Insights and inspiration to help you continually grow in your leadership roles within your organization and community.

The Power of Questions for Leaders

I have recently been thinking a lot about questions. A trip to Chicago earlier this year and a workshop for my church here in McKinney, TX, reminded me of the power of questions for both leaders and those they lead.

Insights from my experience last week, and in working with hundreds of teams and coaching numerous leaders, tell me that the following pro tips might be worth sharing:

  1. As you finish a key point, think hard and long about exactly what question will lead to the deep insights or dialogue you seek. Avoid general questions like, “Well, what do you think?” Instead, plan out a series of questions that promote self-discovery and transparent sharing of needed information. Look for ways to get your conversation partner to contribute freely and richly.
  2. Avoid the tendency to “stack questions.” When leaders are nervous or not fully prepared, they often go with a shotgun shell approach, hoping that one of the numerous questions will hit the mark. Exemplary leaders use a rifle shot and ask just the right question in just the right way, leaving time for a thoughtful response.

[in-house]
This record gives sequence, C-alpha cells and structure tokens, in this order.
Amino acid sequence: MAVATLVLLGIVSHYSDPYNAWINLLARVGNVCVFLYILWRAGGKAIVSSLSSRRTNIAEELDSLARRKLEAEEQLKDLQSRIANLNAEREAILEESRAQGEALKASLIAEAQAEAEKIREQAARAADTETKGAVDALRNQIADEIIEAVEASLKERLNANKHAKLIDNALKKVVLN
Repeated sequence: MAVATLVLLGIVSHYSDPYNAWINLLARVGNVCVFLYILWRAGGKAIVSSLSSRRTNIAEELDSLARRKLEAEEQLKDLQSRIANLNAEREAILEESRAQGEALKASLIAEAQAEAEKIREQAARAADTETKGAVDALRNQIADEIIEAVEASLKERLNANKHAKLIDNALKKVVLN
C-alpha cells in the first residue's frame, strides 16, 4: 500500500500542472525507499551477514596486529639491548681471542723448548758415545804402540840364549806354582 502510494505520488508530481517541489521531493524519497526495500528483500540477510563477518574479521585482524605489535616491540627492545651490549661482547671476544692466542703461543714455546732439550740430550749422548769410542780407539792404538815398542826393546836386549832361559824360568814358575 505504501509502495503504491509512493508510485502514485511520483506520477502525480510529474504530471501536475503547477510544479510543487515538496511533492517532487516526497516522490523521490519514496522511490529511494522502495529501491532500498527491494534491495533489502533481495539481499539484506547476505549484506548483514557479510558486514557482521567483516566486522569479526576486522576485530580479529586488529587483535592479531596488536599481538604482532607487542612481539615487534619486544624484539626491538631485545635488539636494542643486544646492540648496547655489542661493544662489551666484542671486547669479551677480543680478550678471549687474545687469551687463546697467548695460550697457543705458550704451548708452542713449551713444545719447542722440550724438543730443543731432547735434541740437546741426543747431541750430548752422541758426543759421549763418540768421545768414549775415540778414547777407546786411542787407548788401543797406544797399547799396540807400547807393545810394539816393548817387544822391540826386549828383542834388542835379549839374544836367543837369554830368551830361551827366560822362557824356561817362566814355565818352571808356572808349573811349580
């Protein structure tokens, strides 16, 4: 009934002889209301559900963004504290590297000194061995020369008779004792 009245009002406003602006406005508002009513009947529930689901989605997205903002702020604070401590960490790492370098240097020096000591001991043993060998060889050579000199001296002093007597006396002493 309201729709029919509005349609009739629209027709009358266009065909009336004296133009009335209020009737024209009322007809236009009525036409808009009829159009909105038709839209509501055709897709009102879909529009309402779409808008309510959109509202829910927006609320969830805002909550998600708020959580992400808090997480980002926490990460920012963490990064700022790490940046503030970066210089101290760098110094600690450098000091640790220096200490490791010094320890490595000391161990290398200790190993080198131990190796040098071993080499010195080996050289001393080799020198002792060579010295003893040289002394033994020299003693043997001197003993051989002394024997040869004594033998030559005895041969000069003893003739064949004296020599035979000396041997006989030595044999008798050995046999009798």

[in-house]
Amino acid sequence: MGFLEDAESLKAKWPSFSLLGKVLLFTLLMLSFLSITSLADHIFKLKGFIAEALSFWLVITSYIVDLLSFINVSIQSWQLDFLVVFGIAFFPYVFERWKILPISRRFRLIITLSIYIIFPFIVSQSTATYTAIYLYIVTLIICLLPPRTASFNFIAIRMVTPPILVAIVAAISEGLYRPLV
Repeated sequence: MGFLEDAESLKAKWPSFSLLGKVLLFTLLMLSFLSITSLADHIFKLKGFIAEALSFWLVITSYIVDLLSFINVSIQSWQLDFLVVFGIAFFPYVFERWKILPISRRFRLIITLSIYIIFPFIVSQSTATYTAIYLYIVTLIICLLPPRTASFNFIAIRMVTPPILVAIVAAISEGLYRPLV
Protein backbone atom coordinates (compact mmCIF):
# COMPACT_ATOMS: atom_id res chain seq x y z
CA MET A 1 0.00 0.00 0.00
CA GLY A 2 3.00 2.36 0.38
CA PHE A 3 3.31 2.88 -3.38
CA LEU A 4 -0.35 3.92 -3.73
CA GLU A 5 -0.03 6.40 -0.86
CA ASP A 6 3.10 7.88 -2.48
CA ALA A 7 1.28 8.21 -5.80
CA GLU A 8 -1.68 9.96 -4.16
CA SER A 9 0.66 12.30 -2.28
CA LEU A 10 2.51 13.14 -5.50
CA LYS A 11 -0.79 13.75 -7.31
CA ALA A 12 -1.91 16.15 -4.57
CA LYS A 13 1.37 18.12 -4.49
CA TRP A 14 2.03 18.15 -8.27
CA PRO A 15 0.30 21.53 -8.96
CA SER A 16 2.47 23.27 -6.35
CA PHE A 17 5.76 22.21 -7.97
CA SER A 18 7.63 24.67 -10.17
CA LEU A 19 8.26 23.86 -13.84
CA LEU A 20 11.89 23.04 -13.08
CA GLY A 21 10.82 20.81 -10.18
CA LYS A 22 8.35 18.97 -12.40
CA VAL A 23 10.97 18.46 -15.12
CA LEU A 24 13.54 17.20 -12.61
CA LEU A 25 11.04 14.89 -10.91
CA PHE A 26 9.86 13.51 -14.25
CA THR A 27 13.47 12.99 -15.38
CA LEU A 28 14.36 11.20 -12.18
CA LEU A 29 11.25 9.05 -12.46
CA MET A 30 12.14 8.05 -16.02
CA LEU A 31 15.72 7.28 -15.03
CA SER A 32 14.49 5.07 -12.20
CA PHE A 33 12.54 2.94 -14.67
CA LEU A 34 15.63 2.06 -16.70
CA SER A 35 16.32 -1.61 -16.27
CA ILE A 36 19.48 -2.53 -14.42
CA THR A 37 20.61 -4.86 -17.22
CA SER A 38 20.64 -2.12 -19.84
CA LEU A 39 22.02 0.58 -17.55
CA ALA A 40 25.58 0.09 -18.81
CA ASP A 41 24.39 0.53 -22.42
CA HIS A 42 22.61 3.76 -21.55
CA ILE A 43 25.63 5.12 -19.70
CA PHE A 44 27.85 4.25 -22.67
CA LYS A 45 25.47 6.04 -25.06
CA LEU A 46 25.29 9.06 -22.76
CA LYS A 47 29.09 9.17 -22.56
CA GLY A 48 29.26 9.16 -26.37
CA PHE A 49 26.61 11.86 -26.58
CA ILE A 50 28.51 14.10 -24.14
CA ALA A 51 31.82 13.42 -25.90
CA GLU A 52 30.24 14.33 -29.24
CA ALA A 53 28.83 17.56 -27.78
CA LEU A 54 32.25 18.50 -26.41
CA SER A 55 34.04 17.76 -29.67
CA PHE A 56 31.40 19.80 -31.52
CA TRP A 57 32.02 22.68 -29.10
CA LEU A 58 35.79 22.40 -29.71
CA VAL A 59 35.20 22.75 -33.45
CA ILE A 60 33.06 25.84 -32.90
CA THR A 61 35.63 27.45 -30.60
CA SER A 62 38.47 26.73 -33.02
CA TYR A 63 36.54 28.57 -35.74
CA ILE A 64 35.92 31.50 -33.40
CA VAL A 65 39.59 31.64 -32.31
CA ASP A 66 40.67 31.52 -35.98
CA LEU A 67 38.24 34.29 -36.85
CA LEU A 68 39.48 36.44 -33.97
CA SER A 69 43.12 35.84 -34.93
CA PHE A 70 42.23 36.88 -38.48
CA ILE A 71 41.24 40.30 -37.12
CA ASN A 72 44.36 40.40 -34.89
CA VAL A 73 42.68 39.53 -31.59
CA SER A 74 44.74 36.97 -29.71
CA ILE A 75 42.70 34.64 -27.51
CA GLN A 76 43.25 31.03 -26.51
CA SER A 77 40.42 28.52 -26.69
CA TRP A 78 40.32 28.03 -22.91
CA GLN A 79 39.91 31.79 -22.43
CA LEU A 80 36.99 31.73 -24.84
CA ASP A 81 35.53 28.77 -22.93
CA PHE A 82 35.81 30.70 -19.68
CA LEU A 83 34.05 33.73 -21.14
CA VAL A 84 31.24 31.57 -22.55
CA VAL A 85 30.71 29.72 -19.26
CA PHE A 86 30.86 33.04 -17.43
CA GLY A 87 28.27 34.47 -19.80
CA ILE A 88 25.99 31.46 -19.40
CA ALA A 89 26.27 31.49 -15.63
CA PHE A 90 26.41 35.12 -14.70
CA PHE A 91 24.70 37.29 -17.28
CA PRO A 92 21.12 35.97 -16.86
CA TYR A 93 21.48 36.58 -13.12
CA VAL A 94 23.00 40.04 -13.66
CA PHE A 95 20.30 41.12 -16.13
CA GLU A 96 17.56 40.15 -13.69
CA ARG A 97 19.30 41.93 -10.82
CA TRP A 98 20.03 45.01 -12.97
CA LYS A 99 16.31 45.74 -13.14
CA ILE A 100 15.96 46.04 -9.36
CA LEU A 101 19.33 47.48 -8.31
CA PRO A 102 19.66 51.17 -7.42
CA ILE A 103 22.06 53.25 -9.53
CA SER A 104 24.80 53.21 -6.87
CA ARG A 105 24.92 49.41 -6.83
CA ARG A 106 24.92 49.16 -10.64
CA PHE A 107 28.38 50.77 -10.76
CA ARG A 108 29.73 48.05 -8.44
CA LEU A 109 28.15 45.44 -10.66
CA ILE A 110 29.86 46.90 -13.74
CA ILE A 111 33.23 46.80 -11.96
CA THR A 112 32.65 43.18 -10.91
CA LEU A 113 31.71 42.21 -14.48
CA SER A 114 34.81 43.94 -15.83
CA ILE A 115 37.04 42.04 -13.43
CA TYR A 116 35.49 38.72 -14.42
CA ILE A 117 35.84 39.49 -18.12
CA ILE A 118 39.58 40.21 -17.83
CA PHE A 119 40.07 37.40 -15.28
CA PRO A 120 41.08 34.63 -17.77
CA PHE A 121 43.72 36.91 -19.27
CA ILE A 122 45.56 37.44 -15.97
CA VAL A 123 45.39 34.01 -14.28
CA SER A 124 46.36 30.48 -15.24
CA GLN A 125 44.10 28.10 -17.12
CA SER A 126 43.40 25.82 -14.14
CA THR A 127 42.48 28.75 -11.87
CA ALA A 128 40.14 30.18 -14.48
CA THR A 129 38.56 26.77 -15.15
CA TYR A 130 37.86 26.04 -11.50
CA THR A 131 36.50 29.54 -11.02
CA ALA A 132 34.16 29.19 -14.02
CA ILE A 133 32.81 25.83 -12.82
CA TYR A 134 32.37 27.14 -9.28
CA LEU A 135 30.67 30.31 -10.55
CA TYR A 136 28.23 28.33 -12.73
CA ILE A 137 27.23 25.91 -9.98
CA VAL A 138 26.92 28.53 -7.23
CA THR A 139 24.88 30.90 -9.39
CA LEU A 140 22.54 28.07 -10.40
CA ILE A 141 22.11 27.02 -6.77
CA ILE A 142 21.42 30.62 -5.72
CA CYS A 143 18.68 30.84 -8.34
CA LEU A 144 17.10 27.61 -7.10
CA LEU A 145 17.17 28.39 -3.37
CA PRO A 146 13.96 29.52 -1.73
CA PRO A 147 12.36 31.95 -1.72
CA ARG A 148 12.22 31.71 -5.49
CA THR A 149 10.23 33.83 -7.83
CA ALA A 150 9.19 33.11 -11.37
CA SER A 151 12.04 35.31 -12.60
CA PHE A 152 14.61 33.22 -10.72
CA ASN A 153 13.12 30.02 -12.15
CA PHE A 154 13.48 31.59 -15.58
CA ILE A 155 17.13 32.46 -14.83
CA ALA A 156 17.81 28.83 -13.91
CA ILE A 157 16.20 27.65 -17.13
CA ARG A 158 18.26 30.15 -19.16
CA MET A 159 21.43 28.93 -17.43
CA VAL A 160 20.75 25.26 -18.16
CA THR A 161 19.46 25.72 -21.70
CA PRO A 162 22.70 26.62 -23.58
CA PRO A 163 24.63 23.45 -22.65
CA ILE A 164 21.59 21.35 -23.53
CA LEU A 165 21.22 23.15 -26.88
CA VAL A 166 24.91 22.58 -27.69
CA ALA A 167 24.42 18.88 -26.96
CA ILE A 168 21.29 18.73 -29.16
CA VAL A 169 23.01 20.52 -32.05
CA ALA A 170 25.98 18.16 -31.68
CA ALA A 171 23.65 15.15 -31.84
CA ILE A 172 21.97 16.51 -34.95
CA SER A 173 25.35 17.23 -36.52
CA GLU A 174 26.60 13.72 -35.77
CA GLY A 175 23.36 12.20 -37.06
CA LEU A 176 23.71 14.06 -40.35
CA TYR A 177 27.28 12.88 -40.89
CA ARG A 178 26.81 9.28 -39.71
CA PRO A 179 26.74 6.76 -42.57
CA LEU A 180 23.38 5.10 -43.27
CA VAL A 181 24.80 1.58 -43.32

3. Look for and acknowledge the emotion in the room when needed. We work with people, not machines. People sometimes experience strong emotions triggered by things happening within the organization or in their personal lives. Sometimes we rush to move straight into the business topics and fail to acknowledge the emotion in the room.

A great way to build trust and create safety is to step out of the planned conversation and ask a check-in question. Perhaps something simple like, “I see you seem to be [label what you see]. How can I support you?” or “Please share how you are doing overall—personally and professionally.” Once you have provided the space to process, you may have the very information you need to proceed with the conversation.

This month, I challenge you to focus on your questions as you lead.

When you get better at asking just the right question in just the right way at just the right time, your conversations with others will be more vibrant, thoughtful, and meaningful.

Possible resource for questions –


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